White Rim Road, also known as White Rim Trail, is a 100-mile unpaved high-clearance four-wheel-drive road located in Canyonlands National Park, Utah. It follows an exposed section of a cream-colored sandstone layer for much of its length. The eastern half of the road loops around and below Island in the Sky and within this vicinity, the Colorado River can be viewed in some spots. The western half roughly follows the Green River, which can be viewed in some areas. Over much of the drive, the road is situated far below the mesa tops of Canyonlands National Park and also above the valleys and rivers at the bottom. Views are vast and give glimpses into the labyrinth of canyons.
The journey features spectacular scenery and numerous geologic features. While I will touch on a few of these, readers may want to do further research online or read through one or more of the books in the Recommended Reading section near the end of this post. In addition, a National Park Service brochure that contains a map of the area described in this blog can be found here: Island in the Sky District Trails and Roads. This map is helpful to visualize the locations and road described here.
We spent six days (five nights) on the White Rim Road during March 2020. Taking the road in a clockwise direction, we started at its northeastern entrance located below Island in the Sky Visitor Center. Near the beginning of the White Rim Road, a sign gives the speed limit of 15 mph. Later we laughed at the speed limit a bit. We rarely exceeded 5 mph on the road owing to it's rough and sometimes steep nature.
The first day of travel was relatively easy compared to sections of road that we would encounter further on. Views included a beautiful gooseneck on the Colorado River and Washerwoman Arch and Monster Tower from below. While sightings of wildlife were limited, we did see a ram along one section of rock.
Our first night was spent in Gooseberry Camp, which lies between the road and red cliffs. Across the road, walking out to the rim gives views into Canyonlands and the La Sal Mountains in the distance. Rain fell on the night that we spent in Gooseberry Camp. While there, a group of four bicyclists came through and camped at the other site. Talking with one of them the following morning, their tent only held three people. One of the cyclists spent the night sleeping in the rain, under the limited shelter of a juniper.
Our second day took us only nine miles to White Crack camp, where we spent two nights. Before reaching White Crack, we passed one of the highlights of the drive - Monument Basin. A fascinating and beautiful area of rock pinnacles, towers, and canyons. Monument Basin is well worth a stop to simply enjoy the view.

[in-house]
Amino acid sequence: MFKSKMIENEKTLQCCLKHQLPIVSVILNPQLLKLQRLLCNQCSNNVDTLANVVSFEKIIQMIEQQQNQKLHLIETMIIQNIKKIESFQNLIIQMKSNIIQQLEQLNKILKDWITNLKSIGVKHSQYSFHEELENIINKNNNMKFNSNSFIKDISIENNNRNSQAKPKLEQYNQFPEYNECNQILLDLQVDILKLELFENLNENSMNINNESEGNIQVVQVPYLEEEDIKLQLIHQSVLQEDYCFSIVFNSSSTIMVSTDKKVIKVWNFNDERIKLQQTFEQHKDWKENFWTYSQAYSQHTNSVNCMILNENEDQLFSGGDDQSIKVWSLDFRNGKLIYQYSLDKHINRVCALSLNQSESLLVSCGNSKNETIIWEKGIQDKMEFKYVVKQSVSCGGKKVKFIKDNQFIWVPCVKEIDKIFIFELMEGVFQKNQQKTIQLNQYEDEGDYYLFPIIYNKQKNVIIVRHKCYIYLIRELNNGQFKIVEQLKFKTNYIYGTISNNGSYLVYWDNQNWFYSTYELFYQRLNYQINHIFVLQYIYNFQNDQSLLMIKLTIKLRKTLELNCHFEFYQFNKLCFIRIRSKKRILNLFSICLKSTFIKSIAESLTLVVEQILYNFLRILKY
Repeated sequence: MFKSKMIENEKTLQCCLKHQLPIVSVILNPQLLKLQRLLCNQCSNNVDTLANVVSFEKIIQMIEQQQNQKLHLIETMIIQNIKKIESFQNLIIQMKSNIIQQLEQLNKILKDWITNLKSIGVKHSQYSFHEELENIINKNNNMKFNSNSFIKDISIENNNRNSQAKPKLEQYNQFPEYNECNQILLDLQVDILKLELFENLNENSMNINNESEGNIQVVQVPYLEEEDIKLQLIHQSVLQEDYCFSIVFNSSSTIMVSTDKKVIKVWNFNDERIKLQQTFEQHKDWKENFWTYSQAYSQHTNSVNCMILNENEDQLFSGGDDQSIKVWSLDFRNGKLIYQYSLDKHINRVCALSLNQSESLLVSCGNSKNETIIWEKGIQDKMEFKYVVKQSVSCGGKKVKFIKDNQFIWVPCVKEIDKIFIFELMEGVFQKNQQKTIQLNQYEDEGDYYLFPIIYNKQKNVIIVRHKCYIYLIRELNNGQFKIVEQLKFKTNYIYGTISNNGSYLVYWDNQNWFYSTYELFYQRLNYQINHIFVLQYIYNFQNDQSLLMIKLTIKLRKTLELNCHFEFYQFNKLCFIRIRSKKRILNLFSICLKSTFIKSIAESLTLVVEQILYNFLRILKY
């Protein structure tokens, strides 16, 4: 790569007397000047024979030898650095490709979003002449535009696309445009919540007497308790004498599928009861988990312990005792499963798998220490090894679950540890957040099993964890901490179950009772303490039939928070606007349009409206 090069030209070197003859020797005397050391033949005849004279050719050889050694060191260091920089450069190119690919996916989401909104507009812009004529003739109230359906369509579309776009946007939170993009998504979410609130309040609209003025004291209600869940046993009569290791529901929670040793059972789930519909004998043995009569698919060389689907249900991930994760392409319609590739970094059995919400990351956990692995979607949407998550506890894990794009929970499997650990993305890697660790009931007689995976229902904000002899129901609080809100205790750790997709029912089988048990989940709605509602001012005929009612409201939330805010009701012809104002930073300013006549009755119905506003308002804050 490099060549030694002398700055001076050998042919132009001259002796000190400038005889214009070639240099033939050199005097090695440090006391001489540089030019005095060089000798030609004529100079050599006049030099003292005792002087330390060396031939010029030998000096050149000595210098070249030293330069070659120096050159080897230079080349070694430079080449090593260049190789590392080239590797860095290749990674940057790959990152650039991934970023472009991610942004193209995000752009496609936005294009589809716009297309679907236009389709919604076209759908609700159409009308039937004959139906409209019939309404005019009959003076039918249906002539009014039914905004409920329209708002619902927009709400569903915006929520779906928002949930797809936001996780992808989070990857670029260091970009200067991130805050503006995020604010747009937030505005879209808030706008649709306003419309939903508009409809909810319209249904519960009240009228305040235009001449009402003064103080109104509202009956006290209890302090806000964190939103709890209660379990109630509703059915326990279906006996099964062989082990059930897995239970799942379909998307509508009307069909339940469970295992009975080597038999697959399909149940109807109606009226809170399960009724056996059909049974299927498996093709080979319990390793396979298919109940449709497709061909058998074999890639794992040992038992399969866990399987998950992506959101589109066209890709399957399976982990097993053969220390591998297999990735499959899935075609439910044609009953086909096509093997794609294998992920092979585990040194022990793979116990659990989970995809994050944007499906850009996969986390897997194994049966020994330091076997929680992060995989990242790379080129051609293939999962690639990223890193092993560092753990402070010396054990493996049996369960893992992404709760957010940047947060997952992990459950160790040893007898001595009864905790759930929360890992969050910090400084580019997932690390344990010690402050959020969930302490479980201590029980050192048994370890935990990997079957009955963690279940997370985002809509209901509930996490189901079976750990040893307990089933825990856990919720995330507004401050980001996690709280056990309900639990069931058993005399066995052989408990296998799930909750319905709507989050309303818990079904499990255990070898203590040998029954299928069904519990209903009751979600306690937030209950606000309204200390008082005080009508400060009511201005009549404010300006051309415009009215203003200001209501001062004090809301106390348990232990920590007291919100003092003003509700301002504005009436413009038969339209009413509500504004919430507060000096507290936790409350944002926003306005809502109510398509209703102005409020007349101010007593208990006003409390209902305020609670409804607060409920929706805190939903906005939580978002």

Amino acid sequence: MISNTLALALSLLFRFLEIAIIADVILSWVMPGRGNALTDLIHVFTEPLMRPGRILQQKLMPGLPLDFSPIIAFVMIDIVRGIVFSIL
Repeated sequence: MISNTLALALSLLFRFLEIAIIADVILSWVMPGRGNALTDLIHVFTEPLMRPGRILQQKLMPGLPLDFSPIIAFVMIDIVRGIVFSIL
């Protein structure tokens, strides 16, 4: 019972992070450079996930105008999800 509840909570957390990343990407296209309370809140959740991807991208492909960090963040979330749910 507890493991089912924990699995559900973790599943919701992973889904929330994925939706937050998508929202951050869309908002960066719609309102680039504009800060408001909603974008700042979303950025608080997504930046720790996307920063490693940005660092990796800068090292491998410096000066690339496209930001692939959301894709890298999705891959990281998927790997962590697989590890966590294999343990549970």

White Crack is one of the best camping sites anywhere. Short walks from the camping area lead to vast and stunning views over several sections of Canyonlands National Park. On the eastern side, the La Sal Mountains can be seen in the background. Walking around the edge of the white sandstone, the Needles District can be seen in the distance toward the south. More beautiful canyons and mesas toward the west. The mesa of Island in the Sky is situated just to the north - White Crack is just below it.
Exploring the area around White Crack revealed some interesting rock formations.
Owing to rain the previous night, potholes in the rock at White Crack were filled with water when we arrived. Water in the potholes added a beautiful dimension to enjoyment of this remarkable location. With such stunning scenery at White Crack, we were happy to have two nights there. That gave us time to enjoy two sunsets and two sunrises. White Crack is one of those amazing spots that calls for enjoying your morning coffee out on the rim edge as the sun rises.
Leaving White Crack on the fourth day, we drove the 6.8 miles to Murphy Camp, having reservations at Murphy site C. Along the drive, one of the best exposed sections of the White Rim can be seen. We were treated to seeing a flock of approximately 60 pinon jays flying up from below this section of the White Rim.
Ascending the Murphy Hogback section of road to reach Murphy Camp is a reminder of the necessity for a high-clearance four-wheel-drive vehicle. While most of this stretch is steep but not too terribly bad, small sections include challenging rock steps.
Murphy Camp site C is positioned at an amazing point to overlook the valley and canyons below. It also gives an excellent view of the next section of road. Sunset was beautiful, even in the absence of clouds.
A steep but reasonably easy descent started our fifth day as we left Murphy Camp and traveled through the valley that we had observed from above. Our destination for the night was Taylor Camp, a distance of 32 miles which took a good part of the day. A major feature along this section of road is the Turk's Head which lies at a gooseneck bend in the Green River. The Green River can be viewed from several locations on this stretch of the road and many make nice spots for a lunch break.
The section of road denoted as Hardscrabble was the most challenging of the entire White Rim Road. It seemed to be a combination of everything difficult that this road had to offer. Very steep and narrow, loose, rock steps, and blind curves. This section had long stretches in which there was no place to turn around or pull out if another vehicle was encountered going the opposite direction. The road had been cut along unstable canyon walls so that on one side was canyon wall, rock, and scree, while the other was a shear drop.